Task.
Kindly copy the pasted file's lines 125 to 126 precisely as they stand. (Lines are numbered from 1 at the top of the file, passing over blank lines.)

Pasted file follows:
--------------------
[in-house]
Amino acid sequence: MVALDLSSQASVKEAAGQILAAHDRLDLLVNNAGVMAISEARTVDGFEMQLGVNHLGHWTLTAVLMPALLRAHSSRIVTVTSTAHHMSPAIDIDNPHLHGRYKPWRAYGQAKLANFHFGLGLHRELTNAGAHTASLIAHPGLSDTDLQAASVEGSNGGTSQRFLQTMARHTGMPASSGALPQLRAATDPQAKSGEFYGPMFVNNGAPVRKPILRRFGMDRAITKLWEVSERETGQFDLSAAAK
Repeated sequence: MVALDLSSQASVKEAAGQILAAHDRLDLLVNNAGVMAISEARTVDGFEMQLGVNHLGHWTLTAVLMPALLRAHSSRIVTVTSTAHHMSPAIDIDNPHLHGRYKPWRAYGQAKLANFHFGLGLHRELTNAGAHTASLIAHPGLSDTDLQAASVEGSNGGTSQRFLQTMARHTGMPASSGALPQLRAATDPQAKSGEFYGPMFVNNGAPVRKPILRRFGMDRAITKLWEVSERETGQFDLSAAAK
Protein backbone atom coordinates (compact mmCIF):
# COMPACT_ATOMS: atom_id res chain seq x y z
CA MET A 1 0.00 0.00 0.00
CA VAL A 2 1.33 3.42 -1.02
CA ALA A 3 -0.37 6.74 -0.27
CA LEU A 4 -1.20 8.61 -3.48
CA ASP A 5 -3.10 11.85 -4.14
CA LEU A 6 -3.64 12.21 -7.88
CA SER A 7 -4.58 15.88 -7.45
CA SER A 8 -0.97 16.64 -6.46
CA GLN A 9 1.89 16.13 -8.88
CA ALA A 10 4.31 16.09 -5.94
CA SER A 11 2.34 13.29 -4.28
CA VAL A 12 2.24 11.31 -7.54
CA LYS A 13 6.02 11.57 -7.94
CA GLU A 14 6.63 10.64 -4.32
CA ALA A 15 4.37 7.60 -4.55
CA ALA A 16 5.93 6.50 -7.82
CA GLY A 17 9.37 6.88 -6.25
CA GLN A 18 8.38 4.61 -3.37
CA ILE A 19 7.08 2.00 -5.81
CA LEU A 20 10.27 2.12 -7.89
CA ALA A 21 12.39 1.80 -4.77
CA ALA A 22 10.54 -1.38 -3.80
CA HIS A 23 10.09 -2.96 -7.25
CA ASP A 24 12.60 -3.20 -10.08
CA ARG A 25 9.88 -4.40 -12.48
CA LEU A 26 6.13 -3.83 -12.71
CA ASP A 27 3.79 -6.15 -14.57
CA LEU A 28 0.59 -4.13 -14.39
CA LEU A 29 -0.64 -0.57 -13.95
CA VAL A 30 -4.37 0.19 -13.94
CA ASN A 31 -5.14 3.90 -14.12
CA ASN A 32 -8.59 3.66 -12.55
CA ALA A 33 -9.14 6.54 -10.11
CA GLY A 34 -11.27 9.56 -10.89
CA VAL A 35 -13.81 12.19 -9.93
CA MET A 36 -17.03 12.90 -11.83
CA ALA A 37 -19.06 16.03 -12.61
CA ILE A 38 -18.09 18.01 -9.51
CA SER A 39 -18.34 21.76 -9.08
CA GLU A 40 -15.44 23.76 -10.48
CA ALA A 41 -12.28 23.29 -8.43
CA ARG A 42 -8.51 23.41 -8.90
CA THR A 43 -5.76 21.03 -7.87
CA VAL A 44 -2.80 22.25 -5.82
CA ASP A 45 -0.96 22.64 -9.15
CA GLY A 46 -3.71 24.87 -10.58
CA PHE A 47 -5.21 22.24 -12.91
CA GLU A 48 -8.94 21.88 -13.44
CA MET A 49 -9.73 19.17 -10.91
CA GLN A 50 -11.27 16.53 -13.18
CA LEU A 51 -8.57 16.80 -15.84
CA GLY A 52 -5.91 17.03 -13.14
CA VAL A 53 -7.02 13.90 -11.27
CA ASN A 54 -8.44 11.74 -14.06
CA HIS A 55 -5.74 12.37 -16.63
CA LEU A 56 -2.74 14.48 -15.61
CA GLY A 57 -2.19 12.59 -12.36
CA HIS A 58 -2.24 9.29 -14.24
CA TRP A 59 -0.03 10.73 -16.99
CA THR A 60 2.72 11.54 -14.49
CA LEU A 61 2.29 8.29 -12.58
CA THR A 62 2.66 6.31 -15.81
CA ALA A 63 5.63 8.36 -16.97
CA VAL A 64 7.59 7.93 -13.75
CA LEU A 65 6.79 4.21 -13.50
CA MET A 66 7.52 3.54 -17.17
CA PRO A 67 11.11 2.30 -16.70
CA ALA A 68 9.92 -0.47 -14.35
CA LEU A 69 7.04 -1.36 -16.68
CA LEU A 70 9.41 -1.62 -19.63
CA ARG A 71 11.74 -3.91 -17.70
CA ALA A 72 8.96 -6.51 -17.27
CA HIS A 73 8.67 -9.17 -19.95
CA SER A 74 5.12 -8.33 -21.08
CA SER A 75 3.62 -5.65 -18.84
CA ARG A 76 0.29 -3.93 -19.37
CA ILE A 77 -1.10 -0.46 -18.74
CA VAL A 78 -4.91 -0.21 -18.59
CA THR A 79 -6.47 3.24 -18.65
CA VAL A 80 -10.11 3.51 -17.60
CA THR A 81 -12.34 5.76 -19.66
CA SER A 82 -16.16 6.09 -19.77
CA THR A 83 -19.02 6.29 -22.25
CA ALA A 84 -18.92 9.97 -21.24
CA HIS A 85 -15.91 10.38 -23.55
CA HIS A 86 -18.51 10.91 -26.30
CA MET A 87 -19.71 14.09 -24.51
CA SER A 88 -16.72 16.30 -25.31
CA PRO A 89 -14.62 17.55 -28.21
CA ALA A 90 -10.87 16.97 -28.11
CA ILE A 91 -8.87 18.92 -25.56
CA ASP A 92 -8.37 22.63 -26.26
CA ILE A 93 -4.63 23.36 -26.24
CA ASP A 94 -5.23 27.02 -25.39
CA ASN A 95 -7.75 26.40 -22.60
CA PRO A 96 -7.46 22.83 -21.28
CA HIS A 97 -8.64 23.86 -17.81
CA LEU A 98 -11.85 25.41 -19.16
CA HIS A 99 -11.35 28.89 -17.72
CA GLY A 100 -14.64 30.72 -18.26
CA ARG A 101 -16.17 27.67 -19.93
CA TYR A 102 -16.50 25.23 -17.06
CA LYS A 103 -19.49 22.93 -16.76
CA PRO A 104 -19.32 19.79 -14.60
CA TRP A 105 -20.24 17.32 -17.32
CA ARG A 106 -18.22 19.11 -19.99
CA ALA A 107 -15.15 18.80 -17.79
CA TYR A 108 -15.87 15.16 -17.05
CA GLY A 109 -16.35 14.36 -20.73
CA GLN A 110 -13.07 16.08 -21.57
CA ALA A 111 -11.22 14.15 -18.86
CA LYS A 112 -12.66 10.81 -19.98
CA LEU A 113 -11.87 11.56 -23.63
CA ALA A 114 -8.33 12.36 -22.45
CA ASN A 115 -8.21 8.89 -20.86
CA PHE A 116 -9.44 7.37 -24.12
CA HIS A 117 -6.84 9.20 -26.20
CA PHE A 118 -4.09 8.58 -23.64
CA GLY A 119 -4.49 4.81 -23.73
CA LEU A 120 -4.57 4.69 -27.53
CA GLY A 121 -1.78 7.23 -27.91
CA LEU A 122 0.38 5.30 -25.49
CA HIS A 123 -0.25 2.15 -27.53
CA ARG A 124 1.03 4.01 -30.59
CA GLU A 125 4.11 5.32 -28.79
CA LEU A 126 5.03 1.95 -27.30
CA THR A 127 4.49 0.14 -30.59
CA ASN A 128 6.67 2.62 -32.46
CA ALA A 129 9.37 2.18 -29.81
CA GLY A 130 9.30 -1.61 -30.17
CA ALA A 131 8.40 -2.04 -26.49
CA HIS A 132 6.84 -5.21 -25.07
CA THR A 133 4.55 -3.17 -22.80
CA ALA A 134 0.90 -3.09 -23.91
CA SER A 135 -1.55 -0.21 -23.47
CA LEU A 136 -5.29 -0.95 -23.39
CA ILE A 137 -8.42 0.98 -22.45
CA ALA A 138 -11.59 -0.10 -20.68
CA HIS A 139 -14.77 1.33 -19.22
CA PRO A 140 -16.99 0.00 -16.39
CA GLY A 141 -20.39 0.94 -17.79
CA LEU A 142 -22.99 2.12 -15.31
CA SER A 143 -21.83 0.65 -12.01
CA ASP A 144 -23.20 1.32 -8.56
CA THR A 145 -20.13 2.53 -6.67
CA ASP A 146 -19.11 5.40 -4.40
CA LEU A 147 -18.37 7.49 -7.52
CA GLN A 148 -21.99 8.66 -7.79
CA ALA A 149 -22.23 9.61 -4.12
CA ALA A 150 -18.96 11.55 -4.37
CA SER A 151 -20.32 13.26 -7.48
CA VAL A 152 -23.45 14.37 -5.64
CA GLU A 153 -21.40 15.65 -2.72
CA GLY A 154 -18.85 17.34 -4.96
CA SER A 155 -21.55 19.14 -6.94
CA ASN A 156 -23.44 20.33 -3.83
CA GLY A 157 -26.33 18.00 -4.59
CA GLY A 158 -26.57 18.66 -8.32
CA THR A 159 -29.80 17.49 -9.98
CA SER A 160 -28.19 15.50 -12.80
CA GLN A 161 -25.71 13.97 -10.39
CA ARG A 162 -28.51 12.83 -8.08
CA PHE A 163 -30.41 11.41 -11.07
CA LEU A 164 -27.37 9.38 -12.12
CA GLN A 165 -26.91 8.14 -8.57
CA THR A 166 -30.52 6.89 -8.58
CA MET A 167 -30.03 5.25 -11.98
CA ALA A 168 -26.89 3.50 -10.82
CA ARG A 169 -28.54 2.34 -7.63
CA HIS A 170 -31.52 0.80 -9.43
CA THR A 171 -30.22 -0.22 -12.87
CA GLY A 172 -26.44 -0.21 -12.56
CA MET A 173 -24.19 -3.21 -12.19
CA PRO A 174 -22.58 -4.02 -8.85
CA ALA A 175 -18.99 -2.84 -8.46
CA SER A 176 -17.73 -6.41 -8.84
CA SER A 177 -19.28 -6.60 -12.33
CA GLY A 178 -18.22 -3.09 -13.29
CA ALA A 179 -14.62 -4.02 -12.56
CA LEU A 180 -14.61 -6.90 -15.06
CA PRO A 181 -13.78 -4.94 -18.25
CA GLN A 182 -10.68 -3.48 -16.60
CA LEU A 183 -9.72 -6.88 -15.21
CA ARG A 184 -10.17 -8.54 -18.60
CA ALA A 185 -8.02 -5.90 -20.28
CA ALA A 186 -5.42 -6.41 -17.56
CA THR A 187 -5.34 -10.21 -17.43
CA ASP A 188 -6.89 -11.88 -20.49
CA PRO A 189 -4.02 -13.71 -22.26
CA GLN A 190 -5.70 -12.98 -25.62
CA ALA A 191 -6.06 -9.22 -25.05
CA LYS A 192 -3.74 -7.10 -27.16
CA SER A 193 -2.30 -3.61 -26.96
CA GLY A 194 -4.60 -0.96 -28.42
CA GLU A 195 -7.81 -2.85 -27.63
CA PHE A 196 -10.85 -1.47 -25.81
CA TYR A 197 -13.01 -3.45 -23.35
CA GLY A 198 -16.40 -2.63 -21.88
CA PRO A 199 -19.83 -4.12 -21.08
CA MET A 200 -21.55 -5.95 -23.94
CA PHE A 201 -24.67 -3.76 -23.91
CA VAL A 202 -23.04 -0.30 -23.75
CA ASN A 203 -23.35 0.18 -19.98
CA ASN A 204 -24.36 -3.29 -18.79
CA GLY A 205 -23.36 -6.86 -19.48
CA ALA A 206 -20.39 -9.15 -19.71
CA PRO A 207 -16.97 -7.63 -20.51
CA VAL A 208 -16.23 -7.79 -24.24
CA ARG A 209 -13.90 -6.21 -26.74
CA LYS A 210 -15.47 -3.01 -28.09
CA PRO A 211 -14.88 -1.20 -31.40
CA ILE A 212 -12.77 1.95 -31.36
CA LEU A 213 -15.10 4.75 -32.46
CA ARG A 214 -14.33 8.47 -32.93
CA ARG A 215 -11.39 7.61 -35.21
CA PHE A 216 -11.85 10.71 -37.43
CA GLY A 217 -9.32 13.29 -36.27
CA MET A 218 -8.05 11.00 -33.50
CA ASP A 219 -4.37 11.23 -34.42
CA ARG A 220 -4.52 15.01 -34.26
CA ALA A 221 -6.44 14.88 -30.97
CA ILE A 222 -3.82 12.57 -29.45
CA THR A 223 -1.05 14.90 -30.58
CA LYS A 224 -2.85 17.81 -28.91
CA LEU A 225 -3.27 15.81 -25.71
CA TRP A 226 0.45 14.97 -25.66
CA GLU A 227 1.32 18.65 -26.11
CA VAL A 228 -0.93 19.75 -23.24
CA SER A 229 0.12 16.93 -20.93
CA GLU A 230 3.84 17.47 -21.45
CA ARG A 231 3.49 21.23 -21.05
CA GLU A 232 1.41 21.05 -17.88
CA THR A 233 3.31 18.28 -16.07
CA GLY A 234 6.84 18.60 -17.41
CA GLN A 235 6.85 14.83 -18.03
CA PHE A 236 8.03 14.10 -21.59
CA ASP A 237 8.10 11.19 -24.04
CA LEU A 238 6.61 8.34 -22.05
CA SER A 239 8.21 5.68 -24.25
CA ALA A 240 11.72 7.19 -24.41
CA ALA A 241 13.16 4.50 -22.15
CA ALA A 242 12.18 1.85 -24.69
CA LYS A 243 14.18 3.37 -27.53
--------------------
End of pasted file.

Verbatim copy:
CA LEU A 120 -4.57 4.69 -27.53
CA GLY A 121 -1.78 7.23 -27.91